Her proposition supports the opposition voiced by many sectors against the attempt of our Muslim brothers in Mindanao to erect yet another “bangsa” or nation in an island first occupied by our indigenous ancestors. The IPs rather than the Muslim can truly claim the first nation status.
For my part, I rejoiced that the hegemony of the Holy Roman Empire lorded over by autocratic European monarchs was degraded by the treaty. I also welcomed the arrival on the scene of Jean Baptiste Colbert French Minister of Finance of King Louis XIV of France, the granddad of political economy which reshaped the architecture of European politics and created a template which gave birth to North and South American democracies and indeed of the New World.
I rejoiced at the break-up of the Ottoman Empire, the British Empire “where the sun never sets” the defeat of the conquistadores that gave rise to the nation states of Latin America, the Balkanization of Eastern Europe, post-World War decolonization which spawned many nations now delinked from the commercial exploitation by the First World and the fall of the Berlin Wall.
At home, I welcomed the statement of President Manuel Quezon that he would rather see this country “run like hell by Filipinos than heaven by Americans,” (he surely got his wish). Actually, the Americans did not run this country like heaven if you consider, how they tricked Aguinaldo, perpetrated the Balangiga Massacre, used water treatment as an instrument of torture, “civilized” us with the Krag – all these to accomplish the “manifest destiny” of President McKinley. But that was water under the bridge.
Since then this country has eschewed the so-called “special relations” with the US, thrown out her military bases, even as we concluded a more respectable Mutual Defense and Visiting Forces Agreements with a country that we share important values. Today a few million Filipinos, which include members of my family have pledge allegiance to the U.S. “in pursuit of the American dream,” even as hundreds of our countrymen line up daily in front of the U.S. Embassy hoping for a U.S. visa.
Today the world has embraced regionalism, multilateralism and other forms of solidarity. The vertical economic and political integration of colonial days is now replaced by horizontal integration. The European model, the template for economic and political integration has not however killed protectionism and political systems that range from left to right of its member countries. British economic liberalism has not rescued the citizens of socialist member countries from the demands of the social market economics of their populist governments. Nations continue to be divided along ideological lines and competing development paradigms.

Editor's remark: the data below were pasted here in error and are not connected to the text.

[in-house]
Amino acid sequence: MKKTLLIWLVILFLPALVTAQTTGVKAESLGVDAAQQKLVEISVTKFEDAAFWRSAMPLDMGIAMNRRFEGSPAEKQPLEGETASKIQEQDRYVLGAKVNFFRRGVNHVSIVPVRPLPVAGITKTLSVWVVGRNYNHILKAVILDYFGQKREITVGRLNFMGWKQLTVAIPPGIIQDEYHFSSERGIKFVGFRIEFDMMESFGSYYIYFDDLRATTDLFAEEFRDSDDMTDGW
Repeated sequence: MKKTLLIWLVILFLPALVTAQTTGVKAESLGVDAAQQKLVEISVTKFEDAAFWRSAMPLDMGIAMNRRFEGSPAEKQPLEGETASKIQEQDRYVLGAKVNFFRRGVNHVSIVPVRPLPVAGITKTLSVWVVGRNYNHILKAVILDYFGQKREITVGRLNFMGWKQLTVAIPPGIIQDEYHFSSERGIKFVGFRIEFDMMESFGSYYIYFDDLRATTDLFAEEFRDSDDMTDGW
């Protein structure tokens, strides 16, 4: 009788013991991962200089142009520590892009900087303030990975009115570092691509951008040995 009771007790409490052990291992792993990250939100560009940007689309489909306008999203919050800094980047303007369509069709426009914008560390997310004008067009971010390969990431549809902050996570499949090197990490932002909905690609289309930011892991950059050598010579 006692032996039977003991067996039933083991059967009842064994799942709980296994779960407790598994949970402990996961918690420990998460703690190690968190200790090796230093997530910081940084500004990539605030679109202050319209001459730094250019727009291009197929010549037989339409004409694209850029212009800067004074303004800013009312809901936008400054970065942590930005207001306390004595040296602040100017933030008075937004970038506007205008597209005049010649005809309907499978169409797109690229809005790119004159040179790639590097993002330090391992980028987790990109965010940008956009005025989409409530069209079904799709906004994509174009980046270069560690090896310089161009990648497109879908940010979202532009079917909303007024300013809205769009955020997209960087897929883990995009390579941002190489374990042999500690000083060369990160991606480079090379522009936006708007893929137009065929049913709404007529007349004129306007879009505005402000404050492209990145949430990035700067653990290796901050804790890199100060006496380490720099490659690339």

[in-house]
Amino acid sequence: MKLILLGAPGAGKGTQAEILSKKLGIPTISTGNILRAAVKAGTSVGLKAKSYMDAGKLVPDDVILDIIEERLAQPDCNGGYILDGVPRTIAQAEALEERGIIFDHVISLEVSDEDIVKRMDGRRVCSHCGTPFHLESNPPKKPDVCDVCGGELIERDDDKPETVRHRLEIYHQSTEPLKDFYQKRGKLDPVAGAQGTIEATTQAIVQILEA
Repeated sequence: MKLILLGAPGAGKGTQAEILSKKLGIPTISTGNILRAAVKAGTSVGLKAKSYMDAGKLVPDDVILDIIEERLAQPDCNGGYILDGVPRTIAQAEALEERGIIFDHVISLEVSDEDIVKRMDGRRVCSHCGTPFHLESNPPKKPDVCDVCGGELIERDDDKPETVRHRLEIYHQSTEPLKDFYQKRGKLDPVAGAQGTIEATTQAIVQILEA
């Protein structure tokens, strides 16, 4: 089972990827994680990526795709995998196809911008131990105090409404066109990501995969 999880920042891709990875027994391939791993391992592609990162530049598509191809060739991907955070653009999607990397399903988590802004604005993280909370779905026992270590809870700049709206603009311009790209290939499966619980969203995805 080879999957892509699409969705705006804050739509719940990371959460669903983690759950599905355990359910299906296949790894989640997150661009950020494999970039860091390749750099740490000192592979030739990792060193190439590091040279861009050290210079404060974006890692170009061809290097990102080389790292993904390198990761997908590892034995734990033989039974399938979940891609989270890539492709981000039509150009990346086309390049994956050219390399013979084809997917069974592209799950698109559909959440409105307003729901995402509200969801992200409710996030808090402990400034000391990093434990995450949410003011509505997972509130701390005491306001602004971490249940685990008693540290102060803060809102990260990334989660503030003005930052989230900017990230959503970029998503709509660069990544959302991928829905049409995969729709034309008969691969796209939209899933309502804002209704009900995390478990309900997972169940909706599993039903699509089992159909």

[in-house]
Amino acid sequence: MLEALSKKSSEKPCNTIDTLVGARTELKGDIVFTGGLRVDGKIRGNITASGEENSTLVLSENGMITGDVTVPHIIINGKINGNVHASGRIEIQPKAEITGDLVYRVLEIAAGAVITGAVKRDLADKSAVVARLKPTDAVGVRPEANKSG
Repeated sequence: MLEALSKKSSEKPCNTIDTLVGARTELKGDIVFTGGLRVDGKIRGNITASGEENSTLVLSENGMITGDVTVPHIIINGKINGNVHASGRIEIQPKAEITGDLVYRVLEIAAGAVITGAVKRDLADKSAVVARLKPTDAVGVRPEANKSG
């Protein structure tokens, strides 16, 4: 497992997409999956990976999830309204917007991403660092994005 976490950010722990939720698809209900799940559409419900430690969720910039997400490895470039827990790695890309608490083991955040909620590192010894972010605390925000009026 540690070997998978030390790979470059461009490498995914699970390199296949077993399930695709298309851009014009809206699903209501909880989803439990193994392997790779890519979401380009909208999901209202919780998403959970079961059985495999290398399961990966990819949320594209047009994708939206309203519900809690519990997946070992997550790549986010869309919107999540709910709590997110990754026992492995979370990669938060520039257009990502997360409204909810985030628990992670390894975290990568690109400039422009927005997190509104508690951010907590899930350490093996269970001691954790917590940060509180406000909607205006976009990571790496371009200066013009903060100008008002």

In the Asean alone, it is doubtful whether Vietnam will give up its socialism or Myanmar the dictatorship of the military junta. The great divide in our part of the world is also ethnic, cultural and religious. Kashmir will never join India and a lot of blood was spilled in the effort to integrate the Tamils in Sri Lanka. Christian Aceh fought the Muslim Indonesians and Tibet will never bow to China, etc. This will be a stumbling block to integration. Nation states have therefore been set up to provide the necessary firewall to separate the clash of civilizations.
Today political scientists are split between “constructivists” and “realists.” The former give much importance to national pride, identity or consciousness while the realist gives a premium on interest. At home, the division is between the economic nationalist or protectionists and free-traders who favor an open economy. The former while not exactly favoring state-owned enterprises of the Chinese model favor infant industries surrounded by tariff walls and generous fiscal incentives while the latter favor global trade linkages and trans-nationalism.
State-centric adherents of International Political Economy (IPE) reject a belief popular among many scholars, public officials, and commentators that economic and technological forces have eclipsed the nation-state and are creating a global world economy in which political boundaries and national governments are no longer important. While it may be true that economic and technological forces are continuously reshaping international affairs and influencing the behavior of states in our shrinking world with its highly integrated global economy, countries continue to use their power and to implement policies to channel economic forces in ways that favor their own national economic interests These national economic interests include the quest for a favorable balance of trade and payments and control over monetary and fiscal affairs that are in consonance with the rising expectations of its citizenry and its quest for higher productivity incomes and employment – in short, for a better life.
In the last quarter of the twentieth century, nation states have come under attack from within and from without; both transnational economic forces and ethnic nationalism were tearing at its economic and political foundation but these trends only work at creating more countries rather than less.
In sum, nation-states were created to meet specific needs – to provide economic and political security and to achieve other desired goals; in return, citizens preserve the territorial integrity of the nation state, obey its laws and support it through taxes.
The big question is should identity be a more important consideration than interest in the life of a nation? As a political-economist my problem is an accurate definition of “identity” and the qualitative and quantitative measurement of “interest.”
This is an important consideration if this country is to pursue an independent foreign policy as mandated by the Constitution!